In comparison with other mapping tools, IPJM offers the possibility to focus on the comparison between the ‘AS IS’ and ‘TO BE’ versions of the pathway under study – this is a significant advantage in projects that pursue specific improvement targets. Findings indicate that IPJM offered a constructive tool for multi-disciplinary teams to work together in designing healthcare solutions, through mapping the physical and emotional journey of patients for both the current service and the proposed connected health service. This allowed team members to consider the goals, tasks, constraints, and actors involved in the delivery of this journey, and to capture requirements for the digital touchpoints of the connected health service. Above all else it helped to negotiate differences of opinion among stakeholders.

What is the current status of your innovation?

The IPJM has since been applied to numerous other contexts including palliative care, dentistry, and more recently antenatal visits in the era of COVID-19. A number of papers have been published on the IPJM and associated collaboration process. These papers were accepted in peer-reviewed outlets in both the healthcare and information systems domains. The following list provides a sample of papers for further reading:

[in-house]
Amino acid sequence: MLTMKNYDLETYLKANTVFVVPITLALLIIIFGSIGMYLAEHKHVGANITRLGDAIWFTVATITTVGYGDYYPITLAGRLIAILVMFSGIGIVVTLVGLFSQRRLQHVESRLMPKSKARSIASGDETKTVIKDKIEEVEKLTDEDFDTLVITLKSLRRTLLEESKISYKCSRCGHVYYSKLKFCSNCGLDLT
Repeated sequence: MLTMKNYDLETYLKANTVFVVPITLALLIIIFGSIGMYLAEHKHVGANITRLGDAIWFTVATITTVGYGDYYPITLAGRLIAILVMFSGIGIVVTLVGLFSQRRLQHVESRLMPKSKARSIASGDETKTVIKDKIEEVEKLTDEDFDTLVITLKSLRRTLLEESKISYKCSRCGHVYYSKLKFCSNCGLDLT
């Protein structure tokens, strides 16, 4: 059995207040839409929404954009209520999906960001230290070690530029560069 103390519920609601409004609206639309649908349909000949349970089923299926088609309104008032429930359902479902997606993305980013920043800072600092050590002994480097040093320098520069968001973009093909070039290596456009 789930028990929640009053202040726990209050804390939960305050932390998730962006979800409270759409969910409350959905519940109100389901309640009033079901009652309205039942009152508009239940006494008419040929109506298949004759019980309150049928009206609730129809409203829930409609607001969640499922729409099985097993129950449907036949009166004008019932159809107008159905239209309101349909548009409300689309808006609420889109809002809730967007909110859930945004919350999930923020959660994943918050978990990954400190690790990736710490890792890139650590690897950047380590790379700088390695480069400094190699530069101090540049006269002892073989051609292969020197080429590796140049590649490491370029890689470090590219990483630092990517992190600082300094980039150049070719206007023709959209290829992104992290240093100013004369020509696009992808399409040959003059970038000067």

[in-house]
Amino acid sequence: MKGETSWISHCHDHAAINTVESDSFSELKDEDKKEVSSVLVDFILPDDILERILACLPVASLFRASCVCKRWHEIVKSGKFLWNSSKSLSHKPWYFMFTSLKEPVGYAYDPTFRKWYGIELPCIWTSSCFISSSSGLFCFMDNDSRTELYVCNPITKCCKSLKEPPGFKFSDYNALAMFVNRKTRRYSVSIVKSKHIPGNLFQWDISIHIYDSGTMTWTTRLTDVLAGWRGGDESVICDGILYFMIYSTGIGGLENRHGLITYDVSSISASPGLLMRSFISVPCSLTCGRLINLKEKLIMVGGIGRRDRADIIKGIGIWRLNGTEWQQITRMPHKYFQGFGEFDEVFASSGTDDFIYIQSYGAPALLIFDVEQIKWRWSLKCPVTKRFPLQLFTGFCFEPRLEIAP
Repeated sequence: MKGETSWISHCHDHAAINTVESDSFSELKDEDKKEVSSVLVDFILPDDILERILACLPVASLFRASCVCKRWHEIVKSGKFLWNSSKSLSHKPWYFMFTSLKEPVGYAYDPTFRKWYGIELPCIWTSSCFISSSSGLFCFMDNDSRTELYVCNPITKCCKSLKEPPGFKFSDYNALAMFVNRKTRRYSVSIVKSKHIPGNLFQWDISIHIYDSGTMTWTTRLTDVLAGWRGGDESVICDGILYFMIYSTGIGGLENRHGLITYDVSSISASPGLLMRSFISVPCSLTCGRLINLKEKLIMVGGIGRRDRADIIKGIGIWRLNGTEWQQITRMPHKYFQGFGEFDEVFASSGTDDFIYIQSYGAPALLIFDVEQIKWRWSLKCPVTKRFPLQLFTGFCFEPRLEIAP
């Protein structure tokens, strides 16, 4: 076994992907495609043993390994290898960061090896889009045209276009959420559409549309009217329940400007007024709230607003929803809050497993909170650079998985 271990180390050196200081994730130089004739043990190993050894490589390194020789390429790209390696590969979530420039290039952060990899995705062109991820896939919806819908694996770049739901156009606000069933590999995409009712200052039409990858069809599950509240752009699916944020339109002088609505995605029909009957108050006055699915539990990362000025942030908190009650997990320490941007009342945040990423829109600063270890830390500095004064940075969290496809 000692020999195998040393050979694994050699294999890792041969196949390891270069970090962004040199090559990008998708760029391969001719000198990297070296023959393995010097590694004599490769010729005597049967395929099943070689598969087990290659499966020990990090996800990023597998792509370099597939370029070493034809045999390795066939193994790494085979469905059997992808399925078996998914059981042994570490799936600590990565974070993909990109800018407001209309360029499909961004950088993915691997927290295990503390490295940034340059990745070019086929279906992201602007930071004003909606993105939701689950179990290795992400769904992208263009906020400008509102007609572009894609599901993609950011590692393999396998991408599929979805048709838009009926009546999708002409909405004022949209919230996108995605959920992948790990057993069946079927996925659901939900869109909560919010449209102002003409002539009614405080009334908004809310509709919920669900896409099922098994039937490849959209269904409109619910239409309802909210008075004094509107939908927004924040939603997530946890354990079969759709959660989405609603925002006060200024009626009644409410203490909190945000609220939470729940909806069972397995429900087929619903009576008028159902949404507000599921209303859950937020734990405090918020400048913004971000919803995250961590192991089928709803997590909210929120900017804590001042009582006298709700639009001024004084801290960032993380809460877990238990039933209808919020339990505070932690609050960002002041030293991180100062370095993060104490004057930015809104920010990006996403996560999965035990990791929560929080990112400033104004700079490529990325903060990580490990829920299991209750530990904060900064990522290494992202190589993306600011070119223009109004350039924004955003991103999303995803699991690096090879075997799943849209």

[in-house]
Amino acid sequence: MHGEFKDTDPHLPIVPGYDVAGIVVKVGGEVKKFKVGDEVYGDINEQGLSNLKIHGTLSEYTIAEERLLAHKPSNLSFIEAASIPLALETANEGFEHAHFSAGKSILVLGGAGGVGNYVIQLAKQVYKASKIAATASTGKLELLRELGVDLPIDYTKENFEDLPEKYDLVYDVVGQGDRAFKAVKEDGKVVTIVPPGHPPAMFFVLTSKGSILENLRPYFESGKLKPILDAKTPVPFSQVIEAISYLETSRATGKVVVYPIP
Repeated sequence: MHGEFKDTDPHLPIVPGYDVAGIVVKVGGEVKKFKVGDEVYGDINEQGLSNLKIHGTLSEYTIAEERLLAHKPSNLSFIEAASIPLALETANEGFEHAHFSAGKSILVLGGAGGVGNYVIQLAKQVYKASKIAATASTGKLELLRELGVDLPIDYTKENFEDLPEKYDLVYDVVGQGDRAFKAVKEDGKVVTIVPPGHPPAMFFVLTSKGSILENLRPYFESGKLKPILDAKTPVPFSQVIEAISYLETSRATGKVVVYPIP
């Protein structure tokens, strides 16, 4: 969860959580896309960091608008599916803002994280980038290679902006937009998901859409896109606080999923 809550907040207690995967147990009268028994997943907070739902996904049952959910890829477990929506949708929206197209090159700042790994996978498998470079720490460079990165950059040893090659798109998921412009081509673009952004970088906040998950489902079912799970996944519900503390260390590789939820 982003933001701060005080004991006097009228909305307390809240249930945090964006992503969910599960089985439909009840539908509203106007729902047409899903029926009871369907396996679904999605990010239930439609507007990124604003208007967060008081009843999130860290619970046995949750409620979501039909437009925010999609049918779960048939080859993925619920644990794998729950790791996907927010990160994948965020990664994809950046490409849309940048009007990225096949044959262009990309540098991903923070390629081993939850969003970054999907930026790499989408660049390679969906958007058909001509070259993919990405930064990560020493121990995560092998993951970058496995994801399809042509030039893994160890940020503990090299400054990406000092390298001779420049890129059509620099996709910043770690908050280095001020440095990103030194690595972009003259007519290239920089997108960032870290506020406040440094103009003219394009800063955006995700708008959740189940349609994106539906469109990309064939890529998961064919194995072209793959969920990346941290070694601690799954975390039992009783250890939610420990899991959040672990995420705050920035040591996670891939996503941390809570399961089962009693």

• McCarthy, S., O'Raghallaigh, P., Woodworth, S., Lim, Y. Y., Kenny, L. C., & Adam, F. (2020). The 'Integrated Patient Journey Map': A Design Tool for Embedding the Pillars of Quality in Health Information Technology Solutions. Journal of Medical Internet Research.
• McCarthy, S., O'Raghallaigh, P., Woodworth, S., Lim, Y. Y., Kenny, L. C., & Adam, F. (2016). An integrated patient journey mapping tool for embedding quality in healthcare service reform. Journal of Decision Systems, 25(sup1), 354-368.

Innovation Development

Collaborations & Partnerships

The LEANBH project was a collaborative effort involving organisations from academia, the healthcare sector, and industry. Project partners included INFANT research centre (University College Cork), IBM, and Laya Healthcare. The creators of the IPJM are now looking for further collaborators to apply the IPJM to new clinical contexts and adapt the design tool to meet the demanding challenges currently facing the healthcare sector.